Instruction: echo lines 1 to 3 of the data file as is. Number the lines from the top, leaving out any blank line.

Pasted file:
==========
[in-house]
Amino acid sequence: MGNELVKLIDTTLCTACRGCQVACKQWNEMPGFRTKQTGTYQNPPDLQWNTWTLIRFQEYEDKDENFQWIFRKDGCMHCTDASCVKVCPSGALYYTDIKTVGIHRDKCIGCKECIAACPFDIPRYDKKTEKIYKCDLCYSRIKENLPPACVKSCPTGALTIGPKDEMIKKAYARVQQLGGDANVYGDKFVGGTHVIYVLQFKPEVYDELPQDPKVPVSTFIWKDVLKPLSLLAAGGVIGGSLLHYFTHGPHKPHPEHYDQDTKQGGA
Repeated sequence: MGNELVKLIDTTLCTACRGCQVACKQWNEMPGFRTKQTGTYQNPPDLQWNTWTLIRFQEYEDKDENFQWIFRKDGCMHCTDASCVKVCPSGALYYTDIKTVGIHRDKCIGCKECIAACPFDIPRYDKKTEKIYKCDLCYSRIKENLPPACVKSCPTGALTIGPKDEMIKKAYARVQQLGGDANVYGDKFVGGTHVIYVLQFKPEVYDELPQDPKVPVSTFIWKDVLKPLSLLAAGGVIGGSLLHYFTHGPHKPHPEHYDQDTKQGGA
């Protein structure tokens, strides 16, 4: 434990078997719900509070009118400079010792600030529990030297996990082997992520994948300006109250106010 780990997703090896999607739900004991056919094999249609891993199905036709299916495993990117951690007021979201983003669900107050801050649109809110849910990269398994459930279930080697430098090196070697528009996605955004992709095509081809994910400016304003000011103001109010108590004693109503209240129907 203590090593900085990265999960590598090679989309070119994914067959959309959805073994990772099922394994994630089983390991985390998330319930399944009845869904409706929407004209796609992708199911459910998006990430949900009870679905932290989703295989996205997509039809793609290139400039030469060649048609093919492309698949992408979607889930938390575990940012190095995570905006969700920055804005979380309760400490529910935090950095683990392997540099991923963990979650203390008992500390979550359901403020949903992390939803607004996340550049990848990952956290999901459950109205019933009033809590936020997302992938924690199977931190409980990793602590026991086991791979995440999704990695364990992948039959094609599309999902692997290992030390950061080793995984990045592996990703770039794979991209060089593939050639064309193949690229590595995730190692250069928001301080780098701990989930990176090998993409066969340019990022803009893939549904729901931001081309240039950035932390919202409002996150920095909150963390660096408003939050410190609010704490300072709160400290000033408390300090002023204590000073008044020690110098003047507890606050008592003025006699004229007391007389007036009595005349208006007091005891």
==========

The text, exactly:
[in-house]
Amino acid sequence: MGNELVKLIDTTLCTACRGCQVACKQWNEMPGFRTKQTGTYQNPPDLQWNTWTLIRFQEYEDKDENFQWIFRKDGCMHCTDASCVKVCPSGALYYTDIKTVGIHRDKCIGCKECIAACPFDIPRYDKKTEKIYKCDLCYSRIKENLPPACVKSCPTGALTIGPKDEMIKKAYARVQQLGGDANVYGDKFVGGTHVIYVLQFKPEVYDELPQDPKVPVSTFIWKDVLKPLSLLAAGGVIGGSLLHYFTHGPHKPHPEHYDQDTKQGGA
Repeated sequence: MGNELVKLIDTTLCTACRGCQVACKQWNEMPGFRTKQTGTYQNPPDLQWNTWTLIRFQEYEDKDENFQWIFRKDGCMHCTDASCVKVCPSGALYYTDIKTVGIHRDKCIGCKECIAACPFDIPRYDKKTEKIYKCDLCYSRIKENLPPACVKSCPTGALTIGPKDEMIKKAYARVQQLGGDANVYGDKFVGGTHVIYVLQFKPEVYDELPQDPKVPVSTFIWKDVLKPLSLLAAGGVIGGSLLHYFTHGPHKPHPEHYDQDTKQGGA